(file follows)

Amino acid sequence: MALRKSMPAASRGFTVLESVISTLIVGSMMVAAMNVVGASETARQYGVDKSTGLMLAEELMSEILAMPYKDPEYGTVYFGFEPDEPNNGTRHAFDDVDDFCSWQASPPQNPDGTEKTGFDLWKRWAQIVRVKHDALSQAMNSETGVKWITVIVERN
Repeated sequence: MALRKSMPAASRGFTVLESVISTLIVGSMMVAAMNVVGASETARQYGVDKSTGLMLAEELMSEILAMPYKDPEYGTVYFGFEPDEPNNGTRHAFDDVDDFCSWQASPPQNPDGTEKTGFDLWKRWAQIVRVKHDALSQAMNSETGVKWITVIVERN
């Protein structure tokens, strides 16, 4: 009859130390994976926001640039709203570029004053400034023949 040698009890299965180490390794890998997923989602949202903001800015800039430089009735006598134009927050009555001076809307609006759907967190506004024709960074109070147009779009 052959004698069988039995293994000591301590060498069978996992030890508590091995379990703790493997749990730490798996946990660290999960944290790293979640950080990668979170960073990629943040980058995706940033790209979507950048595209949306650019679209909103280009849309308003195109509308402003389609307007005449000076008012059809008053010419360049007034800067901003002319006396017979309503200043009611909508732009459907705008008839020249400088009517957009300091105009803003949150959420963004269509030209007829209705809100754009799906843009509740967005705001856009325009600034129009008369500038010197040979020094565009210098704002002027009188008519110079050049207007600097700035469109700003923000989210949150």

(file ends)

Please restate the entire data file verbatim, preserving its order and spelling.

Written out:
Amino acid sequence: MALRKSMPAASRGFTVLESVISTLIVGSMMVAAMNVVGASETARQYGVDKSTGLMLAEELMSEILAMPYKDPEYGTVYFGFEPDEPNNGTRHAFDDVDDFCSWQASPPQNPDGTEKTGFDLWKRWAQIVRVKHDALSQAMNSETGVKWITVIVERN
Repeated sequence: MALRKSMPAASRGFTVLESVISTLIVGSMMVAAMNVVGASETARQYGVDKSTGLMLAEELMSEILAMPYKDPEYGTVYFGFEPDEPNNGTRHAFDDVDDFCSWQASPPQNPDGTEKTGFDLWKRWAQIVRVKHDALSQAMNSETGVKWITVIVERN
């Protein structure tokens, strides 16, 4: 009859130390994976926001640039709203570029004053400034023949 040698009890299965180490390794890998997923989602949202903001800015800039430089009735006598134009927050009555001076809307609006759907967190506004024709960074109070147009779009 052959004698069988039995293994000591301590060498069978996992030890508590091995379990703790493997749990730490798996946990660290999960944290790293979640950080990668979170960073990629943040980058995706940033790209979507950048595209949306650019679209909103280009849309308003195109509308402003389609307007005449000076008012059809008053010419360049007034800067901003002319006396017979309503200043009611909508732009459907705008008839020249400088009517957009300091105009803003949150959420963004269509030209007829209705809100754009799906843009509740967005705001856009325009600034129009008369500038010197040979020094565009210098704002002027009188008519110079050049207007600097700035469109700003923000989210949150």